George Gwynne Mann Family Fonds

Image of 65. Next
Database ID27371
InstitutionSaskatchewan Archives Board
Fonds/CollectionGeorge Gwynne Mann Family Fonds
File/Item ReferenceA-751
Date of creationn.d.
Physical description/extent2 folders; 1.5 cm of textual records
Number of images65
Scope and contentGeorge Gwynne Mann was a farm instructor and Indian agent for the government of Canada in Onion Lake, North-West Territories from 1879 to 1900. Mann and his family fled Onion Lake to Fort Pitt after the so-called Frog Lake "massacre," and were later taken as hostages from Fort Pitt and held for two months by Plains Cree warriors. The file contains hand written manuscripts and photocopied documents that detail Mann family's involvement in the 1885 rebellion, and describe aspects of Aboriginal ceremony and culture. The second folder contains several newspaper stories about the 1885 rebellion from the early 20th century.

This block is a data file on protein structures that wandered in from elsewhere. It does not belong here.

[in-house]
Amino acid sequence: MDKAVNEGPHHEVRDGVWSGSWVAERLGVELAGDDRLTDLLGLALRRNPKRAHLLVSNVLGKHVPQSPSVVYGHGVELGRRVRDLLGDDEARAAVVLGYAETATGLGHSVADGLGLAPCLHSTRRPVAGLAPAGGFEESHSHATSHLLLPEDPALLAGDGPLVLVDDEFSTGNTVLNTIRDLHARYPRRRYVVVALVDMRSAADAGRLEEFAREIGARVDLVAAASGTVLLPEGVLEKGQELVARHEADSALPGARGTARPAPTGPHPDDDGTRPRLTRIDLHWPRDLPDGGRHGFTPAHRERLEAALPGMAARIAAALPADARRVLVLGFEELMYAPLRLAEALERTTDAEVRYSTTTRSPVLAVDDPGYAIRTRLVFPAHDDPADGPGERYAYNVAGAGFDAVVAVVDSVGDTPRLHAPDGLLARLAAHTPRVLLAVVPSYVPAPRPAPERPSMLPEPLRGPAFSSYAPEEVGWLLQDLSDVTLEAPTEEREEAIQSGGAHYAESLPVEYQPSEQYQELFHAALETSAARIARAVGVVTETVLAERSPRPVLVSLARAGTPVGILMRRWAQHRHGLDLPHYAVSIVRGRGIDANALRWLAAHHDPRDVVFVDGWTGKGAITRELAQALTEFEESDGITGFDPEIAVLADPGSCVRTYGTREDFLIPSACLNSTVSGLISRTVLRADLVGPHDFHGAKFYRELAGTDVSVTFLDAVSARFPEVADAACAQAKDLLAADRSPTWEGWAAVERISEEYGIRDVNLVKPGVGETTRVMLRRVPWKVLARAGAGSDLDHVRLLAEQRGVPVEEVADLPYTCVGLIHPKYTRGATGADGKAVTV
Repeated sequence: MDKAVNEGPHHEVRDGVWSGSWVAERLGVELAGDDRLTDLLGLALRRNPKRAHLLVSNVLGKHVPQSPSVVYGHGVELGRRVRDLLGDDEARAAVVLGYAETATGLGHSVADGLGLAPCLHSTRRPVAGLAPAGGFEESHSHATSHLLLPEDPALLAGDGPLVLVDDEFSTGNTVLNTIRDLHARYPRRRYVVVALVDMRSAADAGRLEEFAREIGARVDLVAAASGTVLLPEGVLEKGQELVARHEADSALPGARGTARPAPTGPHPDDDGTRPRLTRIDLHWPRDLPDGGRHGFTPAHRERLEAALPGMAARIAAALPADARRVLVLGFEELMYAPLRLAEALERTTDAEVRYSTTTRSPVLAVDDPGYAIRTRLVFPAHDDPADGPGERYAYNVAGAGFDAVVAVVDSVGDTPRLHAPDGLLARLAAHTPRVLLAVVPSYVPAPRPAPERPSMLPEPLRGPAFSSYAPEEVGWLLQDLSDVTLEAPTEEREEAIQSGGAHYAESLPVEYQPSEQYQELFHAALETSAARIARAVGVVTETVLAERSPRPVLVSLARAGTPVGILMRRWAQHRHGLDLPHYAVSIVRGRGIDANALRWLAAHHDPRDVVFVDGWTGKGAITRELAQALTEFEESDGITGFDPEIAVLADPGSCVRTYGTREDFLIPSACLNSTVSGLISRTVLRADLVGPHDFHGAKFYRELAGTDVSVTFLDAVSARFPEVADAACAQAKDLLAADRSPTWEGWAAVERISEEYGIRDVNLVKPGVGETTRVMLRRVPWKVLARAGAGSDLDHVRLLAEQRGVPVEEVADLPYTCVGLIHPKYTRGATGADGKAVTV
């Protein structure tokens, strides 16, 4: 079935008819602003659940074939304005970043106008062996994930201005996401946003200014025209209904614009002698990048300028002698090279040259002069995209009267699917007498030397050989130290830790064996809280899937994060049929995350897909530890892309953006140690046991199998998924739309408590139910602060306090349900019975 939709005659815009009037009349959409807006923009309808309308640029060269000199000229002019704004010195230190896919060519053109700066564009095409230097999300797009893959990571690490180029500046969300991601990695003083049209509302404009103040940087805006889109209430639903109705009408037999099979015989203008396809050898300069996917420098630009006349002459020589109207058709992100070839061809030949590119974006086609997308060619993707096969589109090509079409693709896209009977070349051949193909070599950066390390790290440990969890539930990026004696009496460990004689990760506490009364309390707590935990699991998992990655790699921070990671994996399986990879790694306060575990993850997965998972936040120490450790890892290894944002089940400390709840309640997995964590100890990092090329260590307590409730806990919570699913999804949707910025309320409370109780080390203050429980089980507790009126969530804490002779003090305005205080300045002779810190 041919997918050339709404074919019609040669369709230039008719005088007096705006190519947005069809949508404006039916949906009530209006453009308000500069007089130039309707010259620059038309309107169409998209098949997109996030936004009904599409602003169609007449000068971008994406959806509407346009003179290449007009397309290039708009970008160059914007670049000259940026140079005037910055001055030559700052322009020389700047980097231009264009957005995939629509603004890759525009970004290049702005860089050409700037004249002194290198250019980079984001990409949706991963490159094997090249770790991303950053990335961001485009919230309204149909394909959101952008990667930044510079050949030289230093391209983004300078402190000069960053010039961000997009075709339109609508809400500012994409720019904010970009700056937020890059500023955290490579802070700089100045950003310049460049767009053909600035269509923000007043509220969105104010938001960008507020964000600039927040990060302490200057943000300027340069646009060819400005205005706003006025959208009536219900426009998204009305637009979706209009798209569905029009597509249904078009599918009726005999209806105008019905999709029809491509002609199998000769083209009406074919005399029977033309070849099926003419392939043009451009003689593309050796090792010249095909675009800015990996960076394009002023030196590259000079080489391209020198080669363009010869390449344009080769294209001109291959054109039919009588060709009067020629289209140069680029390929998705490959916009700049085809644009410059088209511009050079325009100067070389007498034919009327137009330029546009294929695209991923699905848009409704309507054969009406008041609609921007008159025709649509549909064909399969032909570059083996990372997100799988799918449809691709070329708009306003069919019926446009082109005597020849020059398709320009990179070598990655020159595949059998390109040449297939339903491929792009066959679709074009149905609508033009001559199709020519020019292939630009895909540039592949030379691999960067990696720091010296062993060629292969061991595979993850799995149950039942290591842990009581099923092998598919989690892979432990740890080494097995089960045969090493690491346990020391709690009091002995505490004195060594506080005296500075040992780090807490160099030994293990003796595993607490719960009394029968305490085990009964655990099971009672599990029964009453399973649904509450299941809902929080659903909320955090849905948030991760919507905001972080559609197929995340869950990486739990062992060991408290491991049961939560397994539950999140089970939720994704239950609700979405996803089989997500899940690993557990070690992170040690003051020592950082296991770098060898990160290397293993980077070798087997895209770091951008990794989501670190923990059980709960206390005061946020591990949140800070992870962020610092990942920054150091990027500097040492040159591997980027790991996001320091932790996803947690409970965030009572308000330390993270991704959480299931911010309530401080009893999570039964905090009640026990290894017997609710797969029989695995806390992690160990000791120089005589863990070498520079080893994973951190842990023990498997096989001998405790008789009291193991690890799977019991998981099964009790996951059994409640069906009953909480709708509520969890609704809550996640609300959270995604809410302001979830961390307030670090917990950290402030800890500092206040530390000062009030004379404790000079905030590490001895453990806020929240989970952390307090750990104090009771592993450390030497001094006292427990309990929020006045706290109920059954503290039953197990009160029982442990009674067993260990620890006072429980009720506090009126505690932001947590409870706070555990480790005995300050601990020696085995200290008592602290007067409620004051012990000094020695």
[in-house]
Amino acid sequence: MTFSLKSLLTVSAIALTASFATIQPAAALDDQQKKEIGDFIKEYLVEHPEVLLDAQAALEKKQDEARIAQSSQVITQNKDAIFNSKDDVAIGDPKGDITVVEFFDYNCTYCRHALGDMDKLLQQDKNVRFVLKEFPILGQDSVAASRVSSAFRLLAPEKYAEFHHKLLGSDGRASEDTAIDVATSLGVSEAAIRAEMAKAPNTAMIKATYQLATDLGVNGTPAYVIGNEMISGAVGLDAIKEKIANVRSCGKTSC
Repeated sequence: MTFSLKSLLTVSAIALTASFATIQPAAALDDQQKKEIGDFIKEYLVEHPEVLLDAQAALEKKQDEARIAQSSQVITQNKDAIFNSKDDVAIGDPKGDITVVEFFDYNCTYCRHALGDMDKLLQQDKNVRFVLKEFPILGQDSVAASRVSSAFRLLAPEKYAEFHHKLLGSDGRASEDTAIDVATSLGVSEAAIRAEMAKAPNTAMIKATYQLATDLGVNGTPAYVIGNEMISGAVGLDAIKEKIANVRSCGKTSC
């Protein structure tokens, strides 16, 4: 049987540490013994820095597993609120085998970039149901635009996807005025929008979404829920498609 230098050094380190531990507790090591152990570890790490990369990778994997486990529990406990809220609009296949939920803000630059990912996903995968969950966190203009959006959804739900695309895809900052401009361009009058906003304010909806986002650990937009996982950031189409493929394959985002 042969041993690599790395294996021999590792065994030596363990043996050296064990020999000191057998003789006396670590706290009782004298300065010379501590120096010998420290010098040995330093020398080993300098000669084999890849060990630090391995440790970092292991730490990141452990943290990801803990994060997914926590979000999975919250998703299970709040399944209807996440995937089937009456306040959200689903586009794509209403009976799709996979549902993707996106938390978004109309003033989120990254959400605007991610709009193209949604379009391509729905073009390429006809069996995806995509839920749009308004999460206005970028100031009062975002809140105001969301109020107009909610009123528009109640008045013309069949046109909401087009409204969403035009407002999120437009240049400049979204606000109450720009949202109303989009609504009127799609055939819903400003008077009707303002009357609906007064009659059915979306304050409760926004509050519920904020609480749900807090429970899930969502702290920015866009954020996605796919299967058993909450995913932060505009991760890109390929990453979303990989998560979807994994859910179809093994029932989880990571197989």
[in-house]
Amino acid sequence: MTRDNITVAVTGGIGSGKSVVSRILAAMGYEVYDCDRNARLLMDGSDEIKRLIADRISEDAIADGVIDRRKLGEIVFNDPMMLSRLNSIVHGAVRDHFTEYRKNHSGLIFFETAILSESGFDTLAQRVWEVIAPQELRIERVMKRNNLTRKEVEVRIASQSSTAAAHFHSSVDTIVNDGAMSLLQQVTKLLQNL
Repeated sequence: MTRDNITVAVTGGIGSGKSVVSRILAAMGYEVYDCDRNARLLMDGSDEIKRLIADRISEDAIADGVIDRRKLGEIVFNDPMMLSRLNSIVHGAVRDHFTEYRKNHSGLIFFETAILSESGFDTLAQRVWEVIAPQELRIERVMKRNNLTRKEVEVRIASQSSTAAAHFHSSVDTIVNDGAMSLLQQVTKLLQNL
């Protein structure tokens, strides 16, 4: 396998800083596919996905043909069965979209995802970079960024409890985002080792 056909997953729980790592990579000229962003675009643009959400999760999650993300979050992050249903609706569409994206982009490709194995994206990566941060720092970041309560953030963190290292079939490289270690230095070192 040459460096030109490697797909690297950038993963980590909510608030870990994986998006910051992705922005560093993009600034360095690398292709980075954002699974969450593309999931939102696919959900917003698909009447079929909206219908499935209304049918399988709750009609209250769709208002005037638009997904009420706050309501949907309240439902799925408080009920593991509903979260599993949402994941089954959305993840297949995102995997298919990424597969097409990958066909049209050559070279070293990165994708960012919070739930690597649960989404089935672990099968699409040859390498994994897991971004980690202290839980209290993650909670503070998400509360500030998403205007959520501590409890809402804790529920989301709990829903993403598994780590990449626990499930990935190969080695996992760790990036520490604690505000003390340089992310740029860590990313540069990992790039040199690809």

Restrictions on accessThere are no restrictions on access.
Primary MediaTextual documents
Specific document typesArticles
Provenance Access PointGeorge Gwynne Mann
Treaty boundariesTreaty 6
Cultural regionPlains
NamesAlmighty Voice ** [kâ-kisçyo-manitowçw / kâ-kisîwçt
Big Bear, ca. 1828-1889 (Chief)
Bridle, Augustus
MacDougall, John
Macleod, J. F.
Mair, Charles
McLean, Kitty
Middleton, Frederick Dobson, 1825-1898
North West Mounted Police
Poundmaker, ca. 1842-1886 (Chief)
Riel, Louis, 1844-1885
SubjectGovernment officials
Northwest Resistance
Treaty -- Treaty 6
Indigenous Relations
Royal Canadian Mounted Police
Armed Forces
Culture -- Dance
Events -- Sun Dance
Law Enforcement -- NWMP
News and Reporting -- Articles
Northwest Resistance -- Biographies
Racism and stereotypes
Date Range(s)1880-1889
Permanent Link